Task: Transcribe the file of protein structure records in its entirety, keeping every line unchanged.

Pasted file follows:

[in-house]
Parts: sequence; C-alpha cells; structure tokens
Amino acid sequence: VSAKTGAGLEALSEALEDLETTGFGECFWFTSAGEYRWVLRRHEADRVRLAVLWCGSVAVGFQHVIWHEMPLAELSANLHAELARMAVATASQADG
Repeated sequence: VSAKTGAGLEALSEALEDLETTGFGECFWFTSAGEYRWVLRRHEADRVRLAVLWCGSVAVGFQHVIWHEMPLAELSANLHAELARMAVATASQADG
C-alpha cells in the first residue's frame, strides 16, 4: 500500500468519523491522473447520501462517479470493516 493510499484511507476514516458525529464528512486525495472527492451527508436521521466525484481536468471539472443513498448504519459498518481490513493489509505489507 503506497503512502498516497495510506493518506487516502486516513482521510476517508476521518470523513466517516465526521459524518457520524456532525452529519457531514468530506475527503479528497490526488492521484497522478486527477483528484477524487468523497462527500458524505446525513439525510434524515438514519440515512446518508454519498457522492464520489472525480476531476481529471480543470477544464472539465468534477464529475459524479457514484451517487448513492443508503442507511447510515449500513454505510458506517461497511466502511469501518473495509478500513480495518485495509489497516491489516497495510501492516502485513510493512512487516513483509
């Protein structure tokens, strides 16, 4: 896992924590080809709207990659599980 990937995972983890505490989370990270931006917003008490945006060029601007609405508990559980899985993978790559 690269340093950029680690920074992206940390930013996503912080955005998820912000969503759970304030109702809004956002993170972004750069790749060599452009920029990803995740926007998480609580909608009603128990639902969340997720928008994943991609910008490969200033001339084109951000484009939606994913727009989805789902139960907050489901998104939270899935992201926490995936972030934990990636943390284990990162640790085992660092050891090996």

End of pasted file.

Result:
[in-house]
Parts: sequence; C-alpha cells; structure tokens
Amino acid sequence: VSAKTGAGLEALSEALEDLETTGFGECFWFTSAGEYRWVLRRHEADRVRLAVLWCGSVAVGFQHVIWHEMPLAELSANLHAELARMAVATASQADG
Repeated sequence: VSAKTGAGLEALSEALEDLETTGFGECFWFTSAGEYRWVLRRHEADRVRLAVLWCGSVAVGFQHVIWHEMPLAELSANLHAELARMAVATASQADG
C-alpha cells in the first residue's frame, strides 16, 4: 500500500468519523491522473447520501462517479470493516 493510499484511507476514516458525529464528512486525495472527492451527508436521521466525484481536468471539472443513498448504519459498518481490513493489509505489507 503506497503512502498516497495510506493518506487516502486516513482521510476517508476521518470523513466517516465526521459524518457520524456532525452529519457531514468530506475527503479528497490526488492521484497522478486527477483528484477524487468523497462527500458524505446525513439525510434524515438514519440515512446518508454519498457522492464520489472525480476531476481529471480543470477544464472539465468534477464529475459524479457514484451517487448513492443508503442507511447510515449500513454505510458506517461497511466502511469501518473495509478500513480495518485495509489497516491489516497495510501492516502485513510493512512487516513483509
């Protein structure tokens, strides 16, 4: 896992924590080809709207990659599980 990937995972983890505490989370990270931006917003008490945006060029601007609405508990559980899985993978790559 690269340093950029680690920074992206940390930013996503912080955005998820912000969503759970304030109702809004956002993170972004750069790749060599452009920029990803995740926007998480609580909608009603128990639902969340997720928008994943991609910008490969200033001339084109951000484009939606994913727009989805789902139960907050489901998104939270899935992201926490995936972030934990990636943390284990990162640790085992660092050891090996």